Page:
Thursday 15 August 2013

You can never have too many knitting bags

Last week, Susan Strawn from the United States visited Lee Mills for a few days, and stayed with me and John.  She teaches and researches the history of dress, especially knitting, and writes frequently for Piecework and Knitting Traditions.  Angharad and I met her at the In the Loop 3 conference in Winchester last September. She was visiting the U.K. again to go to the In the Loop 3.5 conference at the end of July in Shetland, so she stopped off in Huddersfield for a few days on the way back to Heathrow.   We took her to Lee Mills last Thursday and Friday, and showed her some of the Knitting & Crochet Guild collection.   We had thought that she  might want to see more at the weekend, but there is so much to see that it gets exhausting, so she decided to be a tourist instead - we took her to York and the Quilt Museum on Saturday, and she went with Angharad to the Hepworth Gallery in Wakefield and the Yorkshire Sculpture Park on Sunday.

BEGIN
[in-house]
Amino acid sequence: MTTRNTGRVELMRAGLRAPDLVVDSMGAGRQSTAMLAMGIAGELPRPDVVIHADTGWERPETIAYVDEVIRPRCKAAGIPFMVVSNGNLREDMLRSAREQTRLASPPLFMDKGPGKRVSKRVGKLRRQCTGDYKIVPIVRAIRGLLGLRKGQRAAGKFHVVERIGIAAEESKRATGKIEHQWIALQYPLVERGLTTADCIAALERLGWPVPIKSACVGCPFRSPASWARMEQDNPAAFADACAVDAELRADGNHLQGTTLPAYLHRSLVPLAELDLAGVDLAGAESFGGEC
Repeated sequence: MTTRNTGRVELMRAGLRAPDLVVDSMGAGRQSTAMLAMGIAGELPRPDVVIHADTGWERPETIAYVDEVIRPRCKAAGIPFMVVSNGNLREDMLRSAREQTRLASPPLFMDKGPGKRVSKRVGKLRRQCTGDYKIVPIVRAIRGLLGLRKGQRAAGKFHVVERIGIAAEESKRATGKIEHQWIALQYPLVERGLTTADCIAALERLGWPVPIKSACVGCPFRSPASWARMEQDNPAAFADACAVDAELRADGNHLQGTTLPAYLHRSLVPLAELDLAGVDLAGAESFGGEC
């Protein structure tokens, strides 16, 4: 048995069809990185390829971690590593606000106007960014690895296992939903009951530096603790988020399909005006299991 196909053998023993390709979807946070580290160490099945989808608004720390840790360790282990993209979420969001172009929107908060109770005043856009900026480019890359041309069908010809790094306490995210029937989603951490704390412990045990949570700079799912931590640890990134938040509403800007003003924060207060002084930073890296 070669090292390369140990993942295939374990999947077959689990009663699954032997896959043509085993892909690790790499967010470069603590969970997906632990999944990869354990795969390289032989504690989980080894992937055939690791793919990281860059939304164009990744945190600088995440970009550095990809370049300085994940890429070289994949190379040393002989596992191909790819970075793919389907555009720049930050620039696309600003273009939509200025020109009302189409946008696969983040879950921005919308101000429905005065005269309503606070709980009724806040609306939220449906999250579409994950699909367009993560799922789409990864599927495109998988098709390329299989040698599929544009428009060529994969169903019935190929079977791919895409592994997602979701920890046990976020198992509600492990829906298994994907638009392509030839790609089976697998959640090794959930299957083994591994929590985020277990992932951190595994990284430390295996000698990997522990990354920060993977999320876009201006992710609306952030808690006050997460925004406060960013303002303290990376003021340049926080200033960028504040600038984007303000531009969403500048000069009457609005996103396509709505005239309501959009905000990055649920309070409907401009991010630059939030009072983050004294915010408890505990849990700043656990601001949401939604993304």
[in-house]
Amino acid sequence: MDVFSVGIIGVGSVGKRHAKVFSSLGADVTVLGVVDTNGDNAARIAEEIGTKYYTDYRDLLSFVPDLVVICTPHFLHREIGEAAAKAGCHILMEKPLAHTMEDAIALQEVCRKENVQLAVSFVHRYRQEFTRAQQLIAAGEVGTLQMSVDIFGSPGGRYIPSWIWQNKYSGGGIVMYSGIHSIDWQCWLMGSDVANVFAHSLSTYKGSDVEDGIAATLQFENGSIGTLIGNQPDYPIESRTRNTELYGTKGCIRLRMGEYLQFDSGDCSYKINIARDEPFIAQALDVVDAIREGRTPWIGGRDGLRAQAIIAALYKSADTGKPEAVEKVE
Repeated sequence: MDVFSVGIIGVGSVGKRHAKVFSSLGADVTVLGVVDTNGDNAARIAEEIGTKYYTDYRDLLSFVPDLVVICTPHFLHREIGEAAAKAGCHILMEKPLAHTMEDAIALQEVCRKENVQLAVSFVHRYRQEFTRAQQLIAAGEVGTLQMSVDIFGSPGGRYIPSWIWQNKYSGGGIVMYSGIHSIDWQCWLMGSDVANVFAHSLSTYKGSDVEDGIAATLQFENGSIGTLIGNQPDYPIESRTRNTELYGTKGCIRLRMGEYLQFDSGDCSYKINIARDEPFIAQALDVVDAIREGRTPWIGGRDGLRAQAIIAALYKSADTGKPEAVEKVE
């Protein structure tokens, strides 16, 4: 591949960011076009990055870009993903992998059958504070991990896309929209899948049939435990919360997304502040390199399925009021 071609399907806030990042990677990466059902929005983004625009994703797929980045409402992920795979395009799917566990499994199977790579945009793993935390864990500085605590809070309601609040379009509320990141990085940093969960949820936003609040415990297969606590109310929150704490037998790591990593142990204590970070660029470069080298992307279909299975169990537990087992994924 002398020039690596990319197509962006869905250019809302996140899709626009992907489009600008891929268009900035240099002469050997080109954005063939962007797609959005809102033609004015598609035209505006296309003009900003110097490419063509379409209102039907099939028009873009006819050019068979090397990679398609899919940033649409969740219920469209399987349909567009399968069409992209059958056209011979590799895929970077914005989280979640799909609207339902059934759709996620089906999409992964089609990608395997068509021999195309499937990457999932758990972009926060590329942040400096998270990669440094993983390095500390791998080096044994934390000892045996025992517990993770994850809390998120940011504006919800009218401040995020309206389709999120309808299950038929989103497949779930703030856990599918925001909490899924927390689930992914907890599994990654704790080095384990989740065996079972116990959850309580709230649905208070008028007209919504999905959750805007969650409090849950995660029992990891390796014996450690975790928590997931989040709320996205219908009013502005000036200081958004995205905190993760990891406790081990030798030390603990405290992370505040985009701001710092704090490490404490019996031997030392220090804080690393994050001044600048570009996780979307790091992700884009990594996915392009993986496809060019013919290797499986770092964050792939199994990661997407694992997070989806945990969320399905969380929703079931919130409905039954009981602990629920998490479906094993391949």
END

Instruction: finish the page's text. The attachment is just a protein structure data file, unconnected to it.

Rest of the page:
It was fun having her here - it is great to have visitors who appreciate what a wonderful collection the Guild has, and having someone knowledgeable visiting is really exhilarating.  (Though tiring as well - we all felt exhausted after 2 days talking about knitting.)

Susan brought knitting bags with her from the U.S. to give to me and Angharad.  They are Tom Binh bags, made in Seattle, and very splendid.  They are made in very durable and waterproof ripstop nylon (ballistic nylon - don't know what that means. Presumably not that they are bullet-proof.)   They are very roomy and have two transparent zip pockets inside.  And one of the pockets has a little ruler in it (very handy), with a Latin motto on it:   Siquid mantica non capit, domi reliquendum est , which according to the Tom Binh FAQs page means: If it doesn't fit in your knapsack, leave it behind. The handles are a nice length so that you can carry it either over your shoulder or in your hand.  And they look very smart. 

The bag has a yarn stuff sack, too, which clips inside.  It's in dark gray check, to match the lining of the big bag, and has a transparent base - so that if you use it as a yarn holder you can easily see how much yarn you have left.

When Susan gave me the bag, she said "You can never have too many knitting bags".  I have said that myself before now (as an excuse to get a new one, obviously).  But the Tom Binh bag is so superior to all my others that I can't think that I will ever need another. A very generous gift.   

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